With all the vegetables we’re receiving lately, you’d think that I’d be posting recipes almost every day. The trouble is that I have entered a rut familiar to all cooks who have been at this game for a while. “I just cook the same old things,” my grandmother used to say. So it is with me. Tired at the end of the work day, I turn to well-worn formulas, spices, and combinations to get supper on the table. Onions and garlic are sauteed in olive oil; another vegetable or meat is added; herbs are tossed in; everything gets dumped over pasta, rolled into a burrito, or served over potatoes.
And that’s okay, because a few experiments over the last week or so revealed why it’s probably best to trudge along in your little food rut until a clear path out is revealed. Efforts to claw your way over the edge will result in injury only to yourself and others who are forced to eat the unsavory products that emerge in the process.
The baked cabbage should serve as sufficient warning. We’ve been slightly overwhelmed with cabbage lately, after buying a couple of heads just before receiving more from Britt Farms, our CSA (Community Supported Agriculture). Of course, it really doesn’t take much cabbage to overwhelm even an experienced cook. Not only does it increase exponentially with each cup that is used, it also conjures only a limited number of dishes to mind. Having made cole slaw, added it to soups, steamed it, eaten it raw, and even considered then quickly dispensed with the idea of making homemade sauerkraut after realizing the impracticality of storing rotting vegetable matter in a pot in the basement for a month, I was pretty well out of ideas.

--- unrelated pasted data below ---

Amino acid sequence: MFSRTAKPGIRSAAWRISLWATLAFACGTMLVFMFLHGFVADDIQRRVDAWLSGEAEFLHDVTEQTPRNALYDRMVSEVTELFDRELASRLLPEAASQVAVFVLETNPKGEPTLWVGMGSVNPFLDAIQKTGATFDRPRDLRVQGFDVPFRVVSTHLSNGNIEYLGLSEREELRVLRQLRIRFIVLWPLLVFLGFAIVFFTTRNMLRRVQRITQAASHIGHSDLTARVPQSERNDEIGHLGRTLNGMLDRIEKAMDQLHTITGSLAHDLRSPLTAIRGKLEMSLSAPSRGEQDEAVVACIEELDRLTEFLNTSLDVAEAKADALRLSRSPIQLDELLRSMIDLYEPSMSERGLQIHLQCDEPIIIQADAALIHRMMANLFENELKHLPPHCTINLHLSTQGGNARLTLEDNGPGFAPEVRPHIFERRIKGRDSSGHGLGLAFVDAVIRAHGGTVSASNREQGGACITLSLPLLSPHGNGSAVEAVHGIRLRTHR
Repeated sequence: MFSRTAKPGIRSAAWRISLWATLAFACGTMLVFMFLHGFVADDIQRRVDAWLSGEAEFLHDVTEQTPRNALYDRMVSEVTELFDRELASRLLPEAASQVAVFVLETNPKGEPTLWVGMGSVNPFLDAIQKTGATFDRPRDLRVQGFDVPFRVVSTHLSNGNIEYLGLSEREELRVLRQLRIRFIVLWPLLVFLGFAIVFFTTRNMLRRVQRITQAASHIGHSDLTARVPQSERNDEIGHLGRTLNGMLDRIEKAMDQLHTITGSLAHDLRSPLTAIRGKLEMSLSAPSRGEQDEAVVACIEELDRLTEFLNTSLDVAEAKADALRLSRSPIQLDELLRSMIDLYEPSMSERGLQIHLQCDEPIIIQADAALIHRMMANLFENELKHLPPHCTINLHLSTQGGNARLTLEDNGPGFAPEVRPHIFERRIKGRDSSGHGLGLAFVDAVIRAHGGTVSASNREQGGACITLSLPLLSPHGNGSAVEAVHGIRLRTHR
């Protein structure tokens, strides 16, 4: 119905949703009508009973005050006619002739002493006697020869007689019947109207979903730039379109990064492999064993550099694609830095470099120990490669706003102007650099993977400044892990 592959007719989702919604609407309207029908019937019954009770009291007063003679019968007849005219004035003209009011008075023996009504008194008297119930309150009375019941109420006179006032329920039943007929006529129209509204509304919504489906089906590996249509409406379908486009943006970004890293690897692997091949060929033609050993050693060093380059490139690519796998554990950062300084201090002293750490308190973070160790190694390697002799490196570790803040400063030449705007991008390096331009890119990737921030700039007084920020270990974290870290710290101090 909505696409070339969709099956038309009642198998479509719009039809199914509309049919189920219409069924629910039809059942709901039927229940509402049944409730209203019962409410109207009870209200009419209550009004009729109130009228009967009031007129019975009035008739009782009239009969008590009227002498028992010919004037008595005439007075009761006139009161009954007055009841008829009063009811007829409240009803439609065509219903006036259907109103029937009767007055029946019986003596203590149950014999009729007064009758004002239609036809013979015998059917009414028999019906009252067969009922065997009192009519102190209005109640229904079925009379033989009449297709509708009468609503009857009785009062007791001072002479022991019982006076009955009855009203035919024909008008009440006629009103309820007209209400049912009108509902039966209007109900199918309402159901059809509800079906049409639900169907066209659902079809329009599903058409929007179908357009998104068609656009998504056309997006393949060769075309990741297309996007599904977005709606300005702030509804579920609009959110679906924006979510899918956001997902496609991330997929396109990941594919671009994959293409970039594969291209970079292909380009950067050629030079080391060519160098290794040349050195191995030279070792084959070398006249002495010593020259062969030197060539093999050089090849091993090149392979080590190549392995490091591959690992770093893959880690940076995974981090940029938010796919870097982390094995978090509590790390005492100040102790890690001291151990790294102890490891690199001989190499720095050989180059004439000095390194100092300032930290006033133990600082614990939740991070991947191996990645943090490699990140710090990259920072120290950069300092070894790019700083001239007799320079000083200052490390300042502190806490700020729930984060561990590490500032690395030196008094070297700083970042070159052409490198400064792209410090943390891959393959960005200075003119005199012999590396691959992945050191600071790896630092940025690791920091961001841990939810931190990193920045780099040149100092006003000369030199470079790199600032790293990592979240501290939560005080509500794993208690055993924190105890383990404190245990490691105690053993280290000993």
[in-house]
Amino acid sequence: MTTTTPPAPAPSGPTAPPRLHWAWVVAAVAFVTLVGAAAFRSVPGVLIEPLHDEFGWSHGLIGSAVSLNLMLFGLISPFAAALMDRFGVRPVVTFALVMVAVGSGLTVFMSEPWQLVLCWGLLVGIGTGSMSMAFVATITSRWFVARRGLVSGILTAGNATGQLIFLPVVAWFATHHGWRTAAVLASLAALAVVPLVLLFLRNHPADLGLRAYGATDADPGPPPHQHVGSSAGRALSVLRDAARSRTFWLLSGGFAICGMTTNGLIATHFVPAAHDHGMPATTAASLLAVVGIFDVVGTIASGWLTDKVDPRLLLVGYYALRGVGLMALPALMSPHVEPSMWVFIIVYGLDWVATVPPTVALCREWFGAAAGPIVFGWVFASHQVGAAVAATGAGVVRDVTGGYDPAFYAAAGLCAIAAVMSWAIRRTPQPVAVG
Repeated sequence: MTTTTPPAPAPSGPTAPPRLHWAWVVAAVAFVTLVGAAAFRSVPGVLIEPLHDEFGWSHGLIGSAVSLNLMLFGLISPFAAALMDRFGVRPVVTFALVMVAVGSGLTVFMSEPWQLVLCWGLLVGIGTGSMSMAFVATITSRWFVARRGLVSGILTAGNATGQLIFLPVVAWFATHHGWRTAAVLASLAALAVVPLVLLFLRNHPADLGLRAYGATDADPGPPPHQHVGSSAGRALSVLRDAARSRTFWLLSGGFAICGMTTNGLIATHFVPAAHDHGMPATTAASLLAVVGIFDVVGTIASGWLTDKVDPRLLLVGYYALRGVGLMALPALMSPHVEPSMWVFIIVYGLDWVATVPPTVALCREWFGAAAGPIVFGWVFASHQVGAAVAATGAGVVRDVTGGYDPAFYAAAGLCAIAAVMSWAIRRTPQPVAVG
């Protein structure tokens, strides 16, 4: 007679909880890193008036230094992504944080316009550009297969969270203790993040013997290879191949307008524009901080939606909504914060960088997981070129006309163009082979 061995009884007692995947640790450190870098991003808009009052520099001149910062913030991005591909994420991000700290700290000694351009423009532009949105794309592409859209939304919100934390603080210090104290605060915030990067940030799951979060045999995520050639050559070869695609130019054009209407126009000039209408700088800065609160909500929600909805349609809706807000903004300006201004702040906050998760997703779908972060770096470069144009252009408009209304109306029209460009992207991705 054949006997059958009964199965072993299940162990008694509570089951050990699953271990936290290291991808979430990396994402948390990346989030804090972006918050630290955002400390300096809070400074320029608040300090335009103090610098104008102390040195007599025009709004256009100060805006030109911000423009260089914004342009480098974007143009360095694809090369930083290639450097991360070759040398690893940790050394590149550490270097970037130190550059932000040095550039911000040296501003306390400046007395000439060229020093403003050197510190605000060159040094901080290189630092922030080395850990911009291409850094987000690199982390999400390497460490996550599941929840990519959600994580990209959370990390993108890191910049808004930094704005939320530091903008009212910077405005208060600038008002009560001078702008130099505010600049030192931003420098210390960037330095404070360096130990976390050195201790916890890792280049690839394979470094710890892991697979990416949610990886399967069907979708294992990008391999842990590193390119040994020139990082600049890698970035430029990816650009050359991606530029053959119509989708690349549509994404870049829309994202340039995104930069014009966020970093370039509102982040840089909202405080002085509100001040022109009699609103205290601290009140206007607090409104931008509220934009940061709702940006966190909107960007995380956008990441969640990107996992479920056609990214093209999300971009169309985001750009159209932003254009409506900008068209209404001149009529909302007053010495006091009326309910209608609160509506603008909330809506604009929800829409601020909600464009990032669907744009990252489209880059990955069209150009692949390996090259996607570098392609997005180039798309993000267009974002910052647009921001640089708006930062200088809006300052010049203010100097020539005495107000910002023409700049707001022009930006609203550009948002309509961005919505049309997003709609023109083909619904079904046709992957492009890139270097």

Then I remembered a recent New York Times Magazine article on baked kale, which I’d tried and which had made a pleasantly crunchy snack. You took kale leaves, rolled them up, sliced the rolls into thin strips, tossed in olive oil and salt, and baked them in the oven at about 400 degrees for several minutes until they crisped up. They made a light, crunchy snack.
Cabbage doesn’t do that. It makes a heavy, chewy, oily snack. You can try cooking it until the cabbage browns, but then you will have a bitter, crispy, burned-tasting, oily snack. If you have a sweet, kind husband as I do, he will taste the results and declare them “interesting.” If you are a sweet, kind wife in return, you will take the whole mess, toss it straight into the trash, and make a nice dish of olive oil, onions, garlic, your favorite spices, vegetables, and pasta.